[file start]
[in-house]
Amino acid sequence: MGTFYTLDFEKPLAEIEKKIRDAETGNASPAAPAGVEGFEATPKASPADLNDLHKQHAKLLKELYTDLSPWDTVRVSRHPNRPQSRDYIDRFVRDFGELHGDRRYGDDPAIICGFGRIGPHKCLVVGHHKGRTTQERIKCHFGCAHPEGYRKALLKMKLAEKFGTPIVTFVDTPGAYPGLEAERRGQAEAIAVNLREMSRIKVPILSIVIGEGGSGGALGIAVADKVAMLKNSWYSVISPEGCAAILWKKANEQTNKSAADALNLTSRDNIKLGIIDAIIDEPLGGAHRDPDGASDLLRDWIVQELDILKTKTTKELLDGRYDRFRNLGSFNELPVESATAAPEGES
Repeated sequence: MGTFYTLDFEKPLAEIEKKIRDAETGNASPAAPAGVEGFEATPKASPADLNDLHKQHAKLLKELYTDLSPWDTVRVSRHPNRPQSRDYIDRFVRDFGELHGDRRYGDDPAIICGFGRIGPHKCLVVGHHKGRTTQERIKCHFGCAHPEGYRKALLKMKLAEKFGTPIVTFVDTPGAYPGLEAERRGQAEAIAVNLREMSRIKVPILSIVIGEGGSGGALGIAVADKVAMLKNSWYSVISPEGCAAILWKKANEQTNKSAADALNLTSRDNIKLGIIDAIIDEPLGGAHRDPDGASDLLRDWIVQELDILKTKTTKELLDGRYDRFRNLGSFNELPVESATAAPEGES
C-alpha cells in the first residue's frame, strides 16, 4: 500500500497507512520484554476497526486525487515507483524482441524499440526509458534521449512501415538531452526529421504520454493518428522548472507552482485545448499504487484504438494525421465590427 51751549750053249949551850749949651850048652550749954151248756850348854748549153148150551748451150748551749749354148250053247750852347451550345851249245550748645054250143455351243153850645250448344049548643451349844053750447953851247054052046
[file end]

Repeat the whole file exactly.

[in-house]
Amino acid sequence: MGTFYTLDFEKPLAEIEKKIRDAETGNASPAAPAGVEGFEATPKASPADLNDLHKQHAKLLKELYTDLSPWDTVRVSRHPNRPQSRDYIDRFVRDFGELHGDRRYGDDPAIICGFGRIGPHKCLVVGHHKGRTTQERIKCHFGCAHPEGYRKALLKMKLAEKFGTPIVTFVDTPGAYPGLEAERRGQAEAIAVNLREMSRIKVPILSIVIGEGGSGGALGIAVADKVAMLKNSWYSVISPEGCAAILWKKANEQTNKSAADALNLTSRDNIKLGIIDAIIDEPLGGAHRDPDGASDLLRDWIVQELDILKTKTTKELLDGRYDRFRNLGSFNELPVESATAAPEGES
Repeated sequence: MGTFYTLDFEKPLAEIEKKIRDAETGNASPAAPAGVEGFEATPKASPADLNDLHKQHAKLLKELYTDLSPWDTVRVSRHPNRPQSRDYIDRFVRDFGELHGDRRYGDDPAIICGFGRIGPHKCLVVGHHKGRTTQERIKCHFGCAHPEGYRKALLKMKLAEKFGTPIVTFVDTPGAYPGLEAERRGQAEAIAVNLREMSRIKVPILSIVIGEGGSGGALGIAVADKVAMLKNSWYSVISPEGCAAILWKKANEQTNKSAADALNLTSRDNIKLGIIDAIIDEPLGGAHRDPDGASDLLRDWIVQELDILKTKTTKELLDGRYDRFRNLGSFNELPVESATAAPEGES
C-alpha cells in the first residue's frame, strides 16, 4: 500500500497507512520484554476497526486525487515507483524482441524499440526509458534521449512501415538531452526529421504520454493518428522548472507552482485545448499504487484504438494525421465590427 51751549750053249949551850749949651850048652550749954151248756850348854748549153148150551748451150748551749749354148250053247750852347451550345851249245550748645054250143455351243153850645250448344049548643451349844053750447953851247054052046